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We hope you will discover various and useful information to help you improve your education and reach your goals.

Sally Salter

The following amusing rhyme clipped from an old paper shows to advantage some of the peculiarities of the English language:

Sally Salter, she was a young teacher, that taught,

And her friend Charley Church was a preacher, who praught;
Though his friends all declared him a screecher, who scraught.

His heart, when he saw her, kept sinking, and sunk,
And his eyes, meeting hers, kept winking, and wunk;
While she, in her turn, fell to thinking, and thunk.

He hastened to woo her, and sweetly he wooed,
 For his love for her grew—to a mountain it grewed,
And what he was longing to do, then he doed.

In secret he wanted to speak, and he spoke:
To seek with his lips what his heart had long soke;

So he managed to let the truth leak, and it loke.

He asked her to ride to the church and they rode;
They so sweetly did glide, that they both thought they glode,

And they came to the place to be tied, and were tode.

Then "Homeward," he said, "let us drive," and they drove,
As soon as they wished to arrive they arrove;
For whatever he couldn't contrive she controve.

The kiss he was dying to steal, then he stole,
At the feet where he wanted to kneel, there he knole,

And he said, "I feel better than ever I fole."

So they to each other kept clinging, and clung,
While Time his swift circuit was winging, and wung;
And this was the thing he was bringing, and brung:

The man Sally wanted to catch, and had caught—
That she wanted from others to snatch, and had snaught,
 Was the one that she now liked to scratch, and she scraught.

And Charley's warm love began freezing and froze,
While he took to teasing, and cruelly tose
The girl he had wished to be squeezing and squoze.

"Wretch!" he cried, when she threatened to leave him, and left,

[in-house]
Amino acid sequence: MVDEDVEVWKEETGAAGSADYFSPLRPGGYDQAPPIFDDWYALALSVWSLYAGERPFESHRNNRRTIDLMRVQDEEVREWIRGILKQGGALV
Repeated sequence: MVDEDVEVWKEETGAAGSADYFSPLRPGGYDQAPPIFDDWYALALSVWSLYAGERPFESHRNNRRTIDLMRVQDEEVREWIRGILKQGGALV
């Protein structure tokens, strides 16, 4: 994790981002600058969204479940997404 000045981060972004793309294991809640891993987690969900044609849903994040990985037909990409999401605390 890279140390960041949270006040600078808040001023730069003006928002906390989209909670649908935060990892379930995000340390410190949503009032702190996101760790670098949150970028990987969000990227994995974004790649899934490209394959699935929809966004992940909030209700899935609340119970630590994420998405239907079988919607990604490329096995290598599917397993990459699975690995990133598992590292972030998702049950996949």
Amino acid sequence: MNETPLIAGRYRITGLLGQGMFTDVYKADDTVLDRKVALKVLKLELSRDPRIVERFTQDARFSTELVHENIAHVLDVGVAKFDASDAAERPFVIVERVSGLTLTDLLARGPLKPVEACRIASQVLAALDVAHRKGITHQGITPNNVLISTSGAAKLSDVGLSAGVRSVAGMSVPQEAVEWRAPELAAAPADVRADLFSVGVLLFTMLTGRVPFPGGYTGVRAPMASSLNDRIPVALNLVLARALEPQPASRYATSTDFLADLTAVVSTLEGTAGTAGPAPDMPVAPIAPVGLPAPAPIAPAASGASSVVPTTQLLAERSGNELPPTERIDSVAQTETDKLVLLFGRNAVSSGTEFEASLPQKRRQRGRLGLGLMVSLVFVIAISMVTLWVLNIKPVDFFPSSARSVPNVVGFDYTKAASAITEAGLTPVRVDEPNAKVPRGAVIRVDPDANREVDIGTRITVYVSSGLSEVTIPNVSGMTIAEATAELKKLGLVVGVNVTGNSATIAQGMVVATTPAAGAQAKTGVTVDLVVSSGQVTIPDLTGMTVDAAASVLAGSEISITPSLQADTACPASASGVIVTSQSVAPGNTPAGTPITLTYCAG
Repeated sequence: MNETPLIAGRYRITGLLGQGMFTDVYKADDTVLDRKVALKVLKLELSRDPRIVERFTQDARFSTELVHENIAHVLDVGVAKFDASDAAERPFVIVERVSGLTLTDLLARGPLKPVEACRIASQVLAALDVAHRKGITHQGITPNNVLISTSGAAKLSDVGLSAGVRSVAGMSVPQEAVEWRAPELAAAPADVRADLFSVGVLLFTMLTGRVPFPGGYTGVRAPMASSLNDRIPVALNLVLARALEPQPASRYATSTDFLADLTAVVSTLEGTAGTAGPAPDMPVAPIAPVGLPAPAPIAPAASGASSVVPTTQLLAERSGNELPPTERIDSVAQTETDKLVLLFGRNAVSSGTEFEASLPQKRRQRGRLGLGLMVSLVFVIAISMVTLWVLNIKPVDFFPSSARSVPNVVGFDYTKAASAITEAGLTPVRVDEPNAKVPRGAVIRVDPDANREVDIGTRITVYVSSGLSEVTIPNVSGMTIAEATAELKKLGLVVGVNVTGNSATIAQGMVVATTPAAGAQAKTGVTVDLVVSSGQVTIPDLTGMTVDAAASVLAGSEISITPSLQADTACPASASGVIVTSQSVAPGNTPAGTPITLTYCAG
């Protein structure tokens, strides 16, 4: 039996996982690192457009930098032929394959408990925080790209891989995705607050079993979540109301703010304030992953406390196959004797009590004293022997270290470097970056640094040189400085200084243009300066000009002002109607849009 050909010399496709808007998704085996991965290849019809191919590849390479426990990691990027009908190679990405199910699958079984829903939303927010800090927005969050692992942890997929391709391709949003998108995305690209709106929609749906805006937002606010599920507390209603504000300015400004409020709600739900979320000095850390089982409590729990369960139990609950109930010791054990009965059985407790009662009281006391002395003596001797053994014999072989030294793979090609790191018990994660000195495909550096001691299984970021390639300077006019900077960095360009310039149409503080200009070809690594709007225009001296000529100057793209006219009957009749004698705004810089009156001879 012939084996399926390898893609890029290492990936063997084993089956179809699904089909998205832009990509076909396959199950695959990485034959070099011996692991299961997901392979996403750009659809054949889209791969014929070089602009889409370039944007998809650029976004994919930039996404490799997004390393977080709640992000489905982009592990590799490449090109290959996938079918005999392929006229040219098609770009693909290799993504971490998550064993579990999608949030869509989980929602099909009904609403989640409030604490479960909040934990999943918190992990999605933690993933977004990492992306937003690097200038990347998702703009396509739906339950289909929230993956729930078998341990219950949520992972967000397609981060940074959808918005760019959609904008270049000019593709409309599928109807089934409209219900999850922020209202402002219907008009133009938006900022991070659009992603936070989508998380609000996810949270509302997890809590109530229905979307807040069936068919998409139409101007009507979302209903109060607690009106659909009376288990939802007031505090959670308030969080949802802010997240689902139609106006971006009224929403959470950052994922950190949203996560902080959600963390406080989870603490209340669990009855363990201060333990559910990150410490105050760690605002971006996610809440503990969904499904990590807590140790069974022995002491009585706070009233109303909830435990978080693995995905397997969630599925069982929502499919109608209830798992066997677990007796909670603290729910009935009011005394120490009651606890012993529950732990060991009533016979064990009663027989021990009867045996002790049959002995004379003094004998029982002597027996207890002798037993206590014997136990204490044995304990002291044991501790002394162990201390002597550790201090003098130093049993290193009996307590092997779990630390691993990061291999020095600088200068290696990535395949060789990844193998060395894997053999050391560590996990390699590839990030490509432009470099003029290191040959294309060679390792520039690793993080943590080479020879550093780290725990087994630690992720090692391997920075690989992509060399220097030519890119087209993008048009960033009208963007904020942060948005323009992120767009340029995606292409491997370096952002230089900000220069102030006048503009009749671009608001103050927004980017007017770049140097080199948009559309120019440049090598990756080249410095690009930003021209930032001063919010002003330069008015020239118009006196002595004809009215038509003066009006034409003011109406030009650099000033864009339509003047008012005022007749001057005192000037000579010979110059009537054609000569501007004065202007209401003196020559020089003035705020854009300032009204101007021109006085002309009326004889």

"How could you deceive me, as you have deceft?"
And she answered, "I promised to cleave, and I've cleft!"
An Ohio farmer is said to have the following warning posted conspicuously on his premises: "If any man's or woman's cows or oxen gits in this here oats his or her tail will be cut off, as the case may be."

A farmer who wished to enter some of his live-stock at an agricultural exhibition, in the innocence of his heart, but with more truth in his words than he dreamed of, wrote to the committee, saying, "Enter me for one jackass."

An Irishman complained to his physician that "he stuffed him so much with drugs that he was ill a long time after he got well."

A correspondent of a New York paper described Mr. C.'s journey to Washington to attend "the dying bedside of his mother."

A dealer in engravings announced: "'Scotland Forever.' A Cavalry Charge after Elizabeth Thompson Butler, just published."

A Western paper says that "a fine new school-house has just been finished in that town capable of accommodating three hundred students four stories high."

A coroner's verdict read thus: "The deceased came to his death by excessive drinking, producing apoplexy in the minds of the jury."

An old edition of Morse's geography declares that "Albany has four hundred dwelling-houses and twenty-four hundred inhabitants, all standing with their gable-ends to the street."

A member of an old school committee writes, "We have two school-rooms sufficiently large to accommodate three hundred pupils, one above the other."

An old Harrisburg paper, answering a correspondent on a question of etiquette, says: "When a gentleman and lady are walking upon the street, the lady should walk inside of the gentleman."
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